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Why a passion for fashion amuses and bemuses me

Updated: 2012-02-14 13:20
By Craig McIntosh ( China Daily)

Why a passion for fashion amuses and bemuses me

I'm thinking of starting a charity, one that will address an urgent and, in my opinion, ever-worsening problem in China.

The goal will be to provide Chinese teenagers and 20-somethings with lenses for their glasses.

Each time I see one of these unfortunates walking the streets with just empty frames, my heart breaks a little.

"Look," I say, to whichever person is unlucky enough to be near me at the time.

"That poor child has spent so much money on shiny, overpriced bags, coats and shoes that they don't have enough left for corrective lenses."

It's a strange style.

No more strange than what the rest of the world is doing, granted, but I still wonder why anyone would think it looks "cool" to hang bits of plastic off the front of their face unless they actually need to. Then again, hanging bits of metal from our ears seems odd to me.

The first time I noticed someone wearing empty spectacles in China was when I was interviewing potential new hires in early 2010. (Perhaps my own shortsightedness had prevented me from seeing it before then.)

One smartly dressed hopeful had completed her outfit with what I thought were glasses with sparkling brown and gold frames. The more I looked, however, the more I felt something was odd.

I twisted this way and that in my seat to get a good look from different angles, all the while trying my best to listen to her answer our questions.

Unsurprisingly, she said at the end that she thought the interview had not gone well - I suspect because throughout it I fidgeted like someone who desperately needed the toilet.

I'll never pretend to understand fashion. It's lost on me. I'm still happy getting hand-me-downs from my father, and I'm all-smiles when Marks & Spencer have a sale so I can stock up on sensible trousers and plain T-shirts.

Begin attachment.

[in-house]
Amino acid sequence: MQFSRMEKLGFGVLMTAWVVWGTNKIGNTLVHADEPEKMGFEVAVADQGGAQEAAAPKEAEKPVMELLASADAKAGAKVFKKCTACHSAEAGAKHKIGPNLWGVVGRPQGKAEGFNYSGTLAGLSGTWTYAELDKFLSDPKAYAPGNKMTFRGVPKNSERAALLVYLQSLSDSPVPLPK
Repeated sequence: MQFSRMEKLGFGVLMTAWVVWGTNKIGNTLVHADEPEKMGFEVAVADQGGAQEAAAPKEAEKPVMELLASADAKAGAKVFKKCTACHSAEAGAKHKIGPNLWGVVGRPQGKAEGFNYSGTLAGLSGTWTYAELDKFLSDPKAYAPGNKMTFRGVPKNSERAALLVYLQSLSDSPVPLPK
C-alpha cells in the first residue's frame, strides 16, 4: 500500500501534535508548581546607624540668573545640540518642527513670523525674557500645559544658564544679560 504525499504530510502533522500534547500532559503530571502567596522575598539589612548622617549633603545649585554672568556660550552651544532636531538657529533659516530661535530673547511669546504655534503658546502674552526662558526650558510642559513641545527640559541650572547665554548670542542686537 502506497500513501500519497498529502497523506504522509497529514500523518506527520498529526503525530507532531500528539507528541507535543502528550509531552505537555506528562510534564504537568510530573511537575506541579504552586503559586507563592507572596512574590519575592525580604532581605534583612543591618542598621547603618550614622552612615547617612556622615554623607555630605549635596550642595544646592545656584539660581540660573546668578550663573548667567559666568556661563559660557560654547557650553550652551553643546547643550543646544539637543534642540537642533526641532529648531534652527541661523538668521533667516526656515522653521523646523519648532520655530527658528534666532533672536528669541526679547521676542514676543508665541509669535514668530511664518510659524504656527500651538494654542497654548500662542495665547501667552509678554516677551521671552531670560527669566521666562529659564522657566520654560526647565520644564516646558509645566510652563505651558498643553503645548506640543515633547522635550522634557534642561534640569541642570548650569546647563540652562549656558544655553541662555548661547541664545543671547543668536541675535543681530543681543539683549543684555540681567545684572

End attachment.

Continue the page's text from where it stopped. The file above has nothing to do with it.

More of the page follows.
It's probably because I don't understand and appreciate the art of fashion that I find it - and the people who become "slaves" to it - so terribly amusing. (I've been guaranteed on more than one occasion that the feeling is mutual.)

The funniest moments are when the uber-stylish are forced to do something that clashes with their too-cool-for-school exterior.

For instance, why would anyone with the kind of swept, bouffant haircut usually seen on male Chinese pop stars ever sign up for game show that involves donning a leotard and helmet and doing forward rolls on a thin ledge above a pool of water?

I refer to Brave Invincible, which I stumbled upon while browsing the television channels during Spring Festival. It's a typical action-packed entertainment show with the obligatory smug hosts and piano music whenever anyone tells a sad story. ("I'm doing this to make my mother proud," said one woman, shortly before being lowered into a pool and fired at a mass of overhanging rubber rings.)

That half hour was one of the highlights of the holiday, not least for the male contestant whom I can only imagine was there by mistake. Perhaps this coiffured dandy thought he'd applied for Creative Sky, the Chinese version of Project Runway.

His bag must have been packed with so much extra-hold gel, because every time he ended up in the drink, not one hair looked out of place in the next segment.

I should thank him, though. Until I saw him taking part in a running challenge while wearing Ugg boots, I had always struggled to come up with the definition of a "style victim".

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